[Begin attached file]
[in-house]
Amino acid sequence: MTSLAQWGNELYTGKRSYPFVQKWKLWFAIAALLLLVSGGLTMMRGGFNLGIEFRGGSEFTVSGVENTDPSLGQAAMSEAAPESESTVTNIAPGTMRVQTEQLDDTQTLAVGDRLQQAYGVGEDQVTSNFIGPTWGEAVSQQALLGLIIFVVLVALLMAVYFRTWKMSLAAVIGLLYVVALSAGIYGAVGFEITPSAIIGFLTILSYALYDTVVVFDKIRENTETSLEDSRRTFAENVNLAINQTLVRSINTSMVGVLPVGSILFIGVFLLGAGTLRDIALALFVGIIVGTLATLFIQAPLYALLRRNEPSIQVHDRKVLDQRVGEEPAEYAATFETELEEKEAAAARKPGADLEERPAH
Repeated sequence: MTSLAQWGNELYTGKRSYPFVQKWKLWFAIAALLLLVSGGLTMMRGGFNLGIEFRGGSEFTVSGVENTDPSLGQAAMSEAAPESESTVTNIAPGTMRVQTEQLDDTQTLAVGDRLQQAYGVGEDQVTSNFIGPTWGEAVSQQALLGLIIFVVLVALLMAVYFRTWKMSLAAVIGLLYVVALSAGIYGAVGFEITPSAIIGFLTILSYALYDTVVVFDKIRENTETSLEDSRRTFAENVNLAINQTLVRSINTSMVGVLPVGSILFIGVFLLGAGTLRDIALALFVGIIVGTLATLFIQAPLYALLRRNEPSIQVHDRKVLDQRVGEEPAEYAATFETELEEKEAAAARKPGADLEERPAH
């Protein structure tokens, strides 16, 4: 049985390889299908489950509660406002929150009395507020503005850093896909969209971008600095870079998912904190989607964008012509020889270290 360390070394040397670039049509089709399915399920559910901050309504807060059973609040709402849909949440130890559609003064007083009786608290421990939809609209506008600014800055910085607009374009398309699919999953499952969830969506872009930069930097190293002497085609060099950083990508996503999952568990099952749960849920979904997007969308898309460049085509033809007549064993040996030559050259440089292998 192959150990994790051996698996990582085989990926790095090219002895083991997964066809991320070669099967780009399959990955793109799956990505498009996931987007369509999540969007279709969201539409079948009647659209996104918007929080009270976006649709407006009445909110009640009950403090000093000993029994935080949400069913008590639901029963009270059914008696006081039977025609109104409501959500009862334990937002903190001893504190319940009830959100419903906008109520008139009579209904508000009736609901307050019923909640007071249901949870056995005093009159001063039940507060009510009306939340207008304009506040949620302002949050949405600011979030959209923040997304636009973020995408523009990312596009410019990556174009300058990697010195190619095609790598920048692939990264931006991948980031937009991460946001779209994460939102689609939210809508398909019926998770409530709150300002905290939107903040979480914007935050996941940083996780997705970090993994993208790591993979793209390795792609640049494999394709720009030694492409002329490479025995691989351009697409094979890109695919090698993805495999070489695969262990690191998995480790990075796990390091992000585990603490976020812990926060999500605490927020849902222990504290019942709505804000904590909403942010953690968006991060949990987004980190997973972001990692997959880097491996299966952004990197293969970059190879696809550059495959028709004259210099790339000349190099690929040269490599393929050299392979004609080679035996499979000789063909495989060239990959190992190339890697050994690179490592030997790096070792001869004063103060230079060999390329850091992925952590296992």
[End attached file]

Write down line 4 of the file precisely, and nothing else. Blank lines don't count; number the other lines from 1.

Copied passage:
């Protein structure tokens, strides 16, 4: 049985390889299908489950509660406002929150009395507020503005850093896909969209971008600095870079998912904190989607964008012509020889270290 360390070394040397670039049509089709399915399920559910901050309504807060059973609040709402849909949440130890559609003064007083009786608290421990939809609209506008600014800055910085607009374009398309699919999953499952969830969506872009930069930097190293002497085609060099950083990508996503999952568990099952749960849920979904997007969308898309460049085509033809007549064993040996030559050259440089292998 192959150990994790051996698996990582085989990926790095090219002895083991997964066809991320070669099967780009399959990955793109799956990505498009996931987007369509999540969007279709969201539409079948009647659209996104918007929080009270976006649709407006009445909110009640009950403090000093000993029994935080949400069913008590639901029963009270059914008696006081039977025609109104409501959500009862334990937002903190001893504190319940009830959100419903906008109520008139009579209904508000009736609901307050019923909640007071249901949870056995005093009159001063039940507060009510009306939340207008304009506040949620302002949050949405600011979030959209923040997304636009973020995408523009990312596009410019990556174009300058990697010195190619095609790598920048692939990264931006991948980031937009991460946001779209994460939102689609939210809508398909019926998770409530709150300002905290939107903040979480914007935050996941940083996780997705970090993994993208790591993979793209390795792609640049494999394709720009030694492409002329490479025995691989351009697409094979890109695919090698993805495999070489695969262990690191998995480790990075796990390091992000585990603490976020812990926060999500605490927020849902222990504290019942709505804000904590909403942010953690968006991060949990987004980190997973972001990692997959880097491996299966952004990197293969970059190879696809550059495959028709004259210099790339000349190099690929040269490599393929050299392979004609080679035996499979000789063909495989060239990959190992190339890697050994690179490592030997790096070792001869004063103060230079060999390329850091992925952590296992």